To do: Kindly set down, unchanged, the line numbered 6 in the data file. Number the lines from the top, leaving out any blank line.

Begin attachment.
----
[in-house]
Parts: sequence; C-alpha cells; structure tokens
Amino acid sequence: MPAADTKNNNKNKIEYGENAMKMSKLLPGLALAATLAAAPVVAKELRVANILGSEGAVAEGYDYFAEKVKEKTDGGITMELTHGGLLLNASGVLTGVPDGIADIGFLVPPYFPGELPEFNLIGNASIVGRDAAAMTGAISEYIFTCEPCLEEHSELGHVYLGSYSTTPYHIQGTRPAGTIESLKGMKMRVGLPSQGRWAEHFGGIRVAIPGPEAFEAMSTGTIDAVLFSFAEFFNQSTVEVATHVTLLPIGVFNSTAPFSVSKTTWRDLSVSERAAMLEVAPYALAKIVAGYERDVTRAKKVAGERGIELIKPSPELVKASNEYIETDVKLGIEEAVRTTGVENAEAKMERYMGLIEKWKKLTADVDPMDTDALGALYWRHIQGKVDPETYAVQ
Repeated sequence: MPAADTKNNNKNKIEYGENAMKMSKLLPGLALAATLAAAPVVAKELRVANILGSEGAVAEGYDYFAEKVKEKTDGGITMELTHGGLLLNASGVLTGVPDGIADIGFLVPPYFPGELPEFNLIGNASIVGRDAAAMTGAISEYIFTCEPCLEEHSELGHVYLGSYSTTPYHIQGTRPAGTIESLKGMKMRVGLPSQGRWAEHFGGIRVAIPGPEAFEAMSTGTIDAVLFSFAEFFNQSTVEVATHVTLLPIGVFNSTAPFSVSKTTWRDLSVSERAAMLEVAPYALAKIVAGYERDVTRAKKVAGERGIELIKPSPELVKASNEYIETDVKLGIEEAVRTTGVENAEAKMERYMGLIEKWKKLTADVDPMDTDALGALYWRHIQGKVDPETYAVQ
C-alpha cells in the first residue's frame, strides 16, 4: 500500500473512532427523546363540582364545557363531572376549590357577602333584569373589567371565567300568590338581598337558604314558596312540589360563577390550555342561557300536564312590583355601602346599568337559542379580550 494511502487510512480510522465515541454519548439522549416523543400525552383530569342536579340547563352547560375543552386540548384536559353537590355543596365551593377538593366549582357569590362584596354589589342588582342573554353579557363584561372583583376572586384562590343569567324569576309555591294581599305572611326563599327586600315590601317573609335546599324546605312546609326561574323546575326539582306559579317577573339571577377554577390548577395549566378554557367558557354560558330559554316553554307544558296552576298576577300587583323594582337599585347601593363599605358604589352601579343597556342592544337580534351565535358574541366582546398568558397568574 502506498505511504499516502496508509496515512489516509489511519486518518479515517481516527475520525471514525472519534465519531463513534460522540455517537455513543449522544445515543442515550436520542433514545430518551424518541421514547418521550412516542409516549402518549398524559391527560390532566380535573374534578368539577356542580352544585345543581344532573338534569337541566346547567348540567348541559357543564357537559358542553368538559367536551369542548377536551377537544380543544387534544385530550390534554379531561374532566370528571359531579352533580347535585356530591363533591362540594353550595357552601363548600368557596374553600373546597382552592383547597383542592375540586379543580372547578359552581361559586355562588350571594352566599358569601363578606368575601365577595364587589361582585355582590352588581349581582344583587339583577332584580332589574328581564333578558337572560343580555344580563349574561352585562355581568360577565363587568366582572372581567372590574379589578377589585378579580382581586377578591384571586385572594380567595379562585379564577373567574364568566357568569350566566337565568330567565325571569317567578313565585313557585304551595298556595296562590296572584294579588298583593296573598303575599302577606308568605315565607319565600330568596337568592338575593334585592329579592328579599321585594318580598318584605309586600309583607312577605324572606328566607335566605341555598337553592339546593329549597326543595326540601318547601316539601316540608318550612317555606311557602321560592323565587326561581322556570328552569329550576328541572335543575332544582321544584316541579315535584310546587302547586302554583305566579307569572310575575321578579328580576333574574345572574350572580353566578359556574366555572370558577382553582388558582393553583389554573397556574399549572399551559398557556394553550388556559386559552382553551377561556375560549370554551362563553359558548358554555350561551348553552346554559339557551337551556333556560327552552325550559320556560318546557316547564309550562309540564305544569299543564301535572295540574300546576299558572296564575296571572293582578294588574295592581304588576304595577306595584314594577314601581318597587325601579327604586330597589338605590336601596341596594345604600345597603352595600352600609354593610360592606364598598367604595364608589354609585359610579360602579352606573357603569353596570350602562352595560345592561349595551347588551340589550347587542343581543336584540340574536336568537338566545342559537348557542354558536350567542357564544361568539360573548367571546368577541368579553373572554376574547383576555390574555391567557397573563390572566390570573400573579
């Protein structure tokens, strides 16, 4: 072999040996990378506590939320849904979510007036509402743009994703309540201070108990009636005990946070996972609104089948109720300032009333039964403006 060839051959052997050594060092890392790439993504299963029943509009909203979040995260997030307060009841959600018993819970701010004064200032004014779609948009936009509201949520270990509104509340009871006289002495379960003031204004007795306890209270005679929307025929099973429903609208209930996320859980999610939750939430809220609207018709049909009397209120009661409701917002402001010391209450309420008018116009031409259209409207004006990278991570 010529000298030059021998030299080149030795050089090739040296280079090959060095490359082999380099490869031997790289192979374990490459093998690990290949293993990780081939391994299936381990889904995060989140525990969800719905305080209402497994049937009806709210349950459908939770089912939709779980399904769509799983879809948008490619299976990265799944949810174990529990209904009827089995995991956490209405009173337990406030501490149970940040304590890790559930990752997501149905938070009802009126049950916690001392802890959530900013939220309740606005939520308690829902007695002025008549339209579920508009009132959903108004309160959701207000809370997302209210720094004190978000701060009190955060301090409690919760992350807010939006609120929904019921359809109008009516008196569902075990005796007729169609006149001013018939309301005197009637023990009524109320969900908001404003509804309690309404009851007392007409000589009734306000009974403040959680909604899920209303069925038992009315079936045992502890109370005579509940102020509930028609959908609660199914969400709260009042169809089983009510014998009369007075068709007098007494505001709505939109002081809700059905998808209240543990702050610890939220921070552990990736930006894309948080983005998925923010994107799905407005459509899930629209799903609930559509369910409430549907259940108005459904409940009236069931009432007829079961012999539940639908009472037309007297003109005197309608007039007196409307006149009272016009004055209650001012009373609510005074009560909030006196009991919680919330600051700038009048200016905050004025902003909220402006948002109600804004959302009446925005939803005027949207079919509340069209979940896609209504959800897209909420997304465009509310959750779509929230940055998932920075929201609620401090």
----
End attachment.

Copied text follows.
């Protein structure tokens, strides 16, 4: 072999040996990378506590939320849904979510007036509402743009994703309540201070108990009636005990946070996972609104089948109720300032009333039964403006 060839051959052997050594060092890392790439993504299963029943509009909203979040995260997030307060009841959600018993819970701010004064200032004014779609948009936009509201949520270990509104509340009871006289002495379960003031204004007795306890209270005679929307025929099973429903609208209930996320859980999610939750939430809220609207018709049909009397209120009661409701917002402001010391209450309420008018116009031409259209409207004006990278991570 010529000298030059021998030299080149030795050089090739040296280079090959060095490359082999380099490869031997790289192979374990490459093998690990290949293993990780081939391994299936381990889904995060989140525990969800719905305080209402497994049937009806709210349950459908939770089912939709779980399904769509799983879809948008490619299976990265799944949810174990529990209904009827089995995991956490209405009173337990406030501490149970940040304590890790559930990752997501149905938070009802009126049950916690001392802890959530900013939220309740606005939520308690829902007695002025008549339209579920508009009132959903108004309160959701207000809370997302209210720094004190978000701060009190955060301090409690919760992350807010939006609120929904019921359809109008009516008196569902075990005796007729169609006149001013018939309301005197009637023990009524109320969900908001404003509804309690309404009851007392007409000589009734306000009974403040959680909604899920209303069925038992009315079936045992502890109370005579509940102020509930028609959908609660199914969400709260009042169809089983009510014998009369007075068709007098007494505001709505939109002081809700059905998808209240543990702050610890939220921070552990990736930006894309948080983005998925923010994107799905407005459509899930629209799903609930559509369910409430549907259940108005459904409940009236069931009432007829079961012999539940639908009472037309007297003109005197309608007039007196409307006149009272016009004055209650001012009373609510005074009560909030006196009991919680919330600051700038009048200016905050004025902003909220402006948002109600804004959302009446925005939803005027949207079919509340069209979940896609209504959800897209909420997304465009509310959750779509929230940055998932920075929201609620401090």